Lok Issues

Pamela Jane Gerrand, A Sufi Philanthropist from Canada

She is Canadian by nationality but Indian by heart. Pamela Jane Gerrand is a writer, singer theater actor, philanthropist and a spiritual motivator. She has performed several charity concerts across the globe but has been mostly been influenced by Indian culture. She is an ardent and acclaimed speaker with a passion for empowering and inspiring women. She travels widely to perform and deliver workshops. She works for women’s empowerment through her songs, charity shows, workshops and meditation sessions.

At home, Pamela and her family love to eat Tandoori Chicken, Papad and Naan. She likes wearing Saris and follows many other Indian traditions at their home in Canada.

Recently she visited India to deliver her speech at Women’s Economic Forum. We met her and had a candid conversation of her life choices and how she is transforming society into a worthwhile place for women to live in.

What was the Women’s Economic Forum and what was your role in that?

Women’s Economic Forum or we call it WEF is a global conference to foster empowering conversations and connections among women committed to bringing constructive changes in their lives. This is a philanthropic and non-profit collaboration. I expressed my belief about the requirement of women leadership. I have found India to be an optimistic place where people listen carefully and are eager to work on good deeds.

You are involved in many jobs from a writer to an actor. How often do you work for social change?

Yes, right, but all my work is related to bringing peace to humanity whether it is in my writing or singing. My record label ‘IndieGo Records’ works for enlightenment and encouragement for those people who are living at the edge of society, who are stressed and frazzled.

A couple of months ago, I went to the ‘1000 Goddess Gathering’ programme held at Washington DC, USA. This was an event to rejuvenate the divine feminine through combined energies. We believe that the planet will shift from one of fear to compassion. It was a huge gathering out there. I believe that every action has some effect. My songs and my lectures will put out some positive energy to bring women into the mainstream.

Wherever I go, I believe that women should come forward, they should not hesitate from fighting for their rights. The world is one; men and women are equal. Disparities are made by humans, not by nature. We should not create differences between men and women.

Can you explain a little about your philanthropist approach? What have you done and are doing today?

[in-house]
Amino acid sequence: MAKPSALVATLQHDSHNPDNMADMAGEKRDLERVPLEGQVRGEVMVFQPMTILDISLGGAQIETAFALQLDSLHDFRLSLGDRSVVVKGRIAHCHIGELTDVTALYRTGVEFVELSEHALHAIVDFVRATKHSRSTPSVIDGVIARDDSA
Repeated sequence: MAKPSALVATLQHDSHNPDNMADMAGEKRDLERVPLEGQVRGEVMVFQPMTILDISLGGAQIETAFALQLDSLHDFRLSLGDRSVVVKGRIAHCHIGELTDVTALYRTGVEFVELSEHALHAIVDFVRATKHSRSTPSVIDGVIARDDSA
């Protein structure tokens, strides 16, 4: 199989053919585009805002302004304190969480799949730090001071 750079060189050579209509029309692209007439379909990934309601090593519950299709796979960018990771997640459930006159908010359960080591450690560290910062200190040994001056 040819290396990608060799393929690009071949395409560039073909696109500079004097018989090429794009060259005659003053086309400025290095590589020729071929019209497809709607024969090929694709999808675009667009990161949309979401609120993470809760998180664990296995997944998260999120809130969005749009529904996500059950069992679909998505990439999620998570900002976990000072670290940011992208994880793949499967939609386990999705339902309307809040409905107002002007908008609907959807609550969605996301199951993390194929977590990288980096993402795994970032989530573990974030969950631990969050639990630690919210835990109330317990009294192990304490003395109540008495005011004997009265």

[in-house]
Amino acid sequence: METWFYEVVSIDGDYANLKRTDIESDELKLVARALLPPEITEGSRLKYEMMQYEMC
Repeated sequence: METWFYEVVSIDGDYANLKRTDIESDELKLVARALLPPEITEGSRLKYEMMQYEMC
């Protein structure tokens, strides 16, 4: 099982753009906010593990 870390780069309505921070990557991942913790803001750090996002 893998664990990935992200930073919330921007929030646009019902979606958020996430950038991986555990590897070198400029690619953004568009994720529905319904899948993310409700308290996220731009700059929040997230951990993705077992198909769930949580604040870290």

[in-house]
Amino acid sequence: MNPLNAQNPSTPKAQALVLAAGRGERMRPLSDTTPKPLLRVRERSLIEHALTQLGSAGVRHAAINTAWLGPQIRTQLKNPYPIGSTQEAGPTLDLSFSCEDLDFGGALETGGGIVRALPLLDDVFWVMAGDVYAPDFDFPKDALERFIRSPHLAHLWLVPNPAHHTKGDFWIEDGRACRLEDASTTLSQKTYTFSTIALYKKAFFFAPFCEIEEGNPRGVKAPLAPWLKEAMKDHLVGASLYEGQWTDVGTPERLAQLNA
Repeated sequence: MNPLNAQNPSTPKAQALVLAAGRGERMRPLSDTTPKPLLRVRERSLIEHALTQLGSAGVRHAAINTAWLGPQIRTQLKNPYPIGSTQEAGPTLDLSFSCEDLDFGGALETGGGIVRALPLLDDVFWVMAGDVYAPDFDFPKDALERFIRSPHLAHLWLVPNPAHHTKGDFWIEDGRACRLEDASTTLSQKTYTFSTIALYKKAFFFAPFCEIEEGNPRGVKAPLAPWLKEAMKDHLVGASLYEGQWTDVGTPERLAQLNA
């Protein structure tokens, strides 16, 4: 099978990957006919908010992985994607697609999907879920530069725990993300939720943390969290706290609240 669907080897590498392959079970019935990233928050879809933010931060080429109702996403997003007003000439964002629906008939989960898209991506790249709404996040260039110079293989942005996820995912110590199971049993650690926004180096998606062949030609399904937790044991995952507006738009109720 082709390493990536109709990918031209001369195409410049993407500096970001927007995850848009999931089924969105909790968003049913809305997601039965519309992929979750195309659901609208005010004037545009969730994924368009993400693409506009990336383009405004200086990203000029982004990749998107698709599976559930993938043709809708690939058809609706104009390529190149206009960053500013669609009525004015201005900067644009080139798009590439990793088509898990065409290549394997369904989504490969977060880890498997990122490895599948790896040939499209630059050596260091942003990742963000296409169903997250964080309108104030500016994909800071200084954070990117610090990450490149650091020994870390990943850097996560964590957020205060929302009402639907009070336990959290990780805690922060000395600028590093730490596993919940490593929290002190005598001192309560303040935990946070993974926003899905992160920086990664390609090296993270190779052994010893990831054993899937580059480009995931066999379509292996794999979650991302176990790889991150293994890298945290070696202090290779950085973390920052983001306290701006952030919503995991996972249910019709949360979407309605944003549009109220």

See, I have done more than 300 charity concerts across the globe. I am associated with the Hunger Project Canada. Whatever I earn from live concerts it goes to the Hunger Project. People who can’t buy bread get some help through this effort. Also, I spread awareness among women about their rights and roles. When people tell me that they are stressed, I suggest to them to start meditation or yoga. I try to empower their inner souls so that they can empower themselves. I can say that despite a beautiful world we are destroying it ourselves. I try to deliver heart opening performances and talks.

If we talk about India, I have learned about a deep contrast in society. I know that there is a big gap between the upper strata and the lower strata of society. I would like to work for those people who are on the margin. If any opportunity comes my way, I would like to work for sure.

Well, you said that India has transformed you. Why do you say that?

India changed my life completely. I was not what I am today. I was not this much calm and composed. About 15 years ago, I started learning meditation from my Guru Swami Eknath. Initially it was difficult, but you won’t believe it, I never missed my class for the following seven years. Every Sunday, I used to go to the meditation class. It was very much the first impact of India on me when I learned meditation, yoga and Sanskrit Shlokas.

What do you know about issues in India and what are you planning for the future?

I know India has one of the biggest slums in the world. There is so much poverty and hunger but everything can’t be changed overnight. It will take time to bring everything to a corrective pattern. I will come back in the next few months; I have met many people in this short trip and learned a lot. There are people who are working for social change. Problems should be listened to locally and globally if required. My efforts to bring change are always there with those people who are working hardcore on the ground.

So how was your experience overall in India?

I can’t express it in a few words. If I am a sufi, it is because of India; if I am calm, it is because of India. It was like home coming for me. It took me out of my comfort zone that I was living in15 years ago.

But yes, I have experienced something unique on Indian roads, the madness that I won’t forget. People come from everywhere in front of your car, you can’t stop them; they don’t get hurt and even don’t hurt anyone else. People love this madness and I love these people

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